As far as testing factory bullets, fire them into media and recover them. Bullets are funny things. All the scratching on paper and crunching numbers often falls flat in predicting performance.
     
    #29 countrygun, Dec 4, 2012
    Last edited: Dec 4, 2012
  10. Chainlink

    Chainlink
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    I agree with maine1 , I myself would like to try casting my own. As far as bullet choice I really like the xtp 180 grainers.

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  11. dm1906

    dm1906
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    You don't need rocket science to find out all of the above. The lead core will be essentially irrelevant, as they are swaged, and almost always at or near pure lead. The jacket provides the structural hardness, and bonding, if applicable, is either by soldering (heating), adhesive, or both. The difference between "hard" or "soft" pure lead is so far below what is considered "hard" (such as hard cast), it just doesn't matter to a degree we (consumers) can measure. Hardened lead (alloyed) is not ideal for swaging, and would lead to inconsistent finished bullets, even in a laboratory type process. Most bullet mfg's (such as Hornady) claim to use pure lead for the core. Of course, there are exceptions, but these would be classified in an "exotic" category, and apply mostly to non-lead, non-toxic bullets (some Winchester non-lead have a pure tin core).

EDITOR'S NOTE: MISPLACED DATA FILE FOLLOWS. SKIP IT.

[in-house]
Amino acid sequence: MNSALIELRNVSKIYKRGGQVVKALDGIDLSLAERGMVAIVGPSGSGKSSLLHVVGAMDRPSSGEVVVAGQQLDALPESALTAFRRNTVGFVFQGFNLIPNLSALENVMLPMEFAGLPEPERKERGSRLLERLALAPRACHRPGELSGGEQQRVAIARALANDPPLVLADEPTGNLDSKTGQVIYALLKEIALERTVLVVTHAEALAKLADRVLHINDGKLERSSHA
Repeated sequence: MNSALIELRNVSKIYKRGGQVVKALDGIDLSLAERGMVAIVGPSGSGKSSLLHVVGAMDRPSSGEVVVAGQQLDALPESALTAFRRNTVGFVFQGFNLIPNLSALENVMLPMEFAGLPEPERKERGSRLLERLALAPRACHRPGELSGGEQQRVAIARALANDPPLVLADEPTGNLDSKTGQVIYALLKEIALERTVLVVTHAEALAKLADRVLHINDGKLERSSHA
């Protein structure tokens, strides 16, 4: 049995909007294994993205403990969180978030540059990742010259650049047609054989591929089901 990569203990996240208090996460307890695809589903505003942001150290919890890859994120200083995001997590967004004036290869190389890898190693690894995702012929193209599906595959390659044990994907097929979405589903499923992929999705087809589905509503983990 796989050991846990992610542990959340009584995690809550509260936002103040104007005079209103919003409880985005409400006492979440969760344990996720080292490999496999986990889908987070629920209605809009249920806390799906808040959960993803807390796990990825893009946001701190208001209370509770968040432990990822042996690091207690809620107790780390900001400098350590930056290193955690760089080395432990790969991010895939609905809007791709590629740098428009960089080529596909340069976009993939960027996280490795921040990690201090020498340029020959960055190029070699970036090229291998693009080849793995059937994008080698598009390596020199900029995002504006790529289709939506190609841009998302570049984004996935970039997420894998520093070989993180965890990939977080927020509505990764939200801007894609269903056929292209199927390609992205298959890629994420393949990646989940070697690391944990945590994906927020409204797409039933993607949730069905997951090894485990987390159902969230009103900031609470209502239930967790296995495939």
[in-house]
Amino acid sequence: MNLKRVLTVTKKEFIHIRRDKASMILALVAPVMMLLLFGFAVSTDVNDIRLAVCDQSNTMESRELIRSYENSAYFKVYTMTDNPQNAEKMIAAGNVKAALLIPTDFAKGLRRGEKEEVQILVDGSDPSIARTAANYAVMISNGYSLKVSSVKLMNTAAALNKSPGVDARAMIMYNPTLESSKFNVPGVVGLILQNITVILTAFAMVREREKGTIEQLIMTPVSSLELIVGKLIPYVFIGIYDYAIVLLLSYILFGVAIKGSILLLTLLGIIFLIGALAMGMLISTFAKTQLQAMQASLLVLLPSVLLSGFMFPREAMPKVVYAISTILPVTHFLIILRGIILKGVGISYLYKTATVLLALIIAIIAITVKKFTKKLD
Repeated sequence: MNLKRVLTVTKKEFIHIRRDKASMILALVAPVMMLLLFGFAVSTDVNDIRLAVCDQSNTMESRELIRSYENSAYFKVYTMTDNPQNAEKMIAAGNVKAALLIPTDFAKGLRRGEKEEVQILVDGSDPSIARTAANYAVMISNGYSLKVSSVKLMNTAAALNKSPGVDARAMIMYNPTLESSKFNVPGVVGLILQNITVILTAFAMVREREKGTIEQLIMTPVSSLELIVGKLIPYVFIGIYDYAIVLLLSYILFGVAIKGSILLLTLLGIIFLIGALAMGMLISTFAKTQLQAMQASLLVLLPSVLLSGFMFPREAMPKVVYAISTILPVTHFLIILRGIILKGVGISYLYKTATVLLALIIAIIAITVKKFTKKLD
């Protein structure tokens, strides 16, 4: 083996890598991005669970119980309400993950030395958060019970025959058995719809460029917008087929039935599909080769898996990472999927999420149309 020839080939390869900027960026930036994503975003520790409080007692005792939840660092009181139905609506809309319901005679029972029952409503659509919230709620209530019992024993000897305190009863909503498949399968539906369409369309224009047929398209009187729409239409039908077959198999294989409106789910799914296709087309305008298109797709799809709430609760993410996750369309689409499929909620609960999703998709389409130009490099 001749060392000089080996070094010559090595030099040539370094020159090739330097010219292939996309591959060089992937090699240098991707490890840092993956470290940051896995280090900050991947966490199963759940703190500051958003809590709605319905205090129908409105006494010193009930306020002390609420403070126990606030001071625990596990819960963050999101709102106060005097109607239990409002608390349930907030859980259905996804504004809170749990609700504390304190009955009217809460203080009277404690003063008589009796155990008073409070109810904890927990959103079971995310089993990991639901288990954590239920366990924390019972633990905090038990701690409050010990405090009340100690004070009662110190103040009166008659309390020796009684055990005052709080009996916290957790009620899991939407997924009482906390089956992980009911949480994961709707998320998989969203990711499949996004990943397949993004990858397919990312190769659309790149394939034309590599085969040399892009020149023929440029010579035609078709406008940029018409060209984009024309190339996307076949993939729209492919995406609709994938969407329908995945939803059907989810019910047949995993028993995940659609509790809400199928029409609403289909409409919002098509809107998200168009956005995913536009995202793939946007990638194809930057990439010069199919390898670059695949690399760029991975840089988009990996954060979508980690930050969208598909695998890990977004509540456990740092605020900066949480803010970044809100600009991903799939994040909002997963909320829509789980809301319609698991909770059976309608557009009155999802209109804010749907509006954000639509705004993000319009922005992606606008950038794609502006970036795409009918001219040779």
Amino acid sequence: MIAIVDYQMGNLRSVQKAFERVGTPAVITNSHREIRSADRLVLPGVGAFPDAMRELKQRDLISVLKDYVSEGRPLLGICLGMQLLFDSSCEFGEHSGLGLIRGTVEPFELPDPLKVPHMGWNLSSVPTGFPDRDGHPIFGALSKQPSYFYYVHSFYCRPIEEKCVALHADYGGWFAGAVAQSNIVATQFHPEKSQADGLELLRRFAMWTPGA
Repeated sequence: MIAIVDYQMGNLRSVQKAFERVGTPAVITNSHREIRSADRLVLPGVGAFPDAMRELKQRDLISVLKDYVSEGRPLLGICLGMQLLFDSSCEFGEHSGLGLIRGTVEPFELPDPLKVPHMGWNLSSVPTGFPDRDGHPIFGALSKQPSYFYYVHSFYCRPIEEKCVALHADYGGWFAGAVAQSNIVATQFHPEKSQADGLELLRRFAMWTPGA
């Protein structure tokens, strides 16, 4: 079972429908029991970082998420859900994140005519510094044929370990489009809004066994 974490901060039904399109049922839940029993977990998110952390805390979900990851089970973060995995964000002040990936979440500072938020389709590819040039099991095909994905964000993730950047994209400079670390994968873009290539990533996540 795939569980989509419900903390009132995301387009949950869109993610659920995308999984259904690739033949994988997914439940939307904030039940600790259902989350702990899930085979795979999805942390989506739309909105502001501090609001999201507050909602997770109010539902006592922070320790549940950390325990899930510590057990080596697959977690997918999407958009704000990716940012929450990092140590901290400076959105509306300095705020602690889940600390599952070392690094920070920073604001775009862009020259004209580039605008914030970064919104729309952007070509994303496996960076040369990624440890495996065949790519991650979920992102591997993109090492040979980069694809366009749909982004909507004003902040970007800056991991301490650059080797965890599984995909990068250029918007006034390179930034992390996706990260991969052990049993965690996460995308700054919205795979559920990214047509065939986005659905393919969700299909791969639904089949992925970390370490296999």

To determine the core (lead) weight, peel the jacket from the core and weigh it. Or, you can melt the lead out of the jacket and weigh the pour.

    To examine the jacket, hold a bullet with long pliers, and use a propane torch to melt out the lead. Keep the temperature at just enough to melt the lead, without damaging (burning/melting) the jacket. Once the jacket is empty, it can be weighed, and mic'd for thickness. Measure the base, as it'll be the most likely common section of differing bullet weights (they may use the same cup/blank for different bullet weights). If you want to test the jacket for hardness, do it before heating, or molesting in any other way.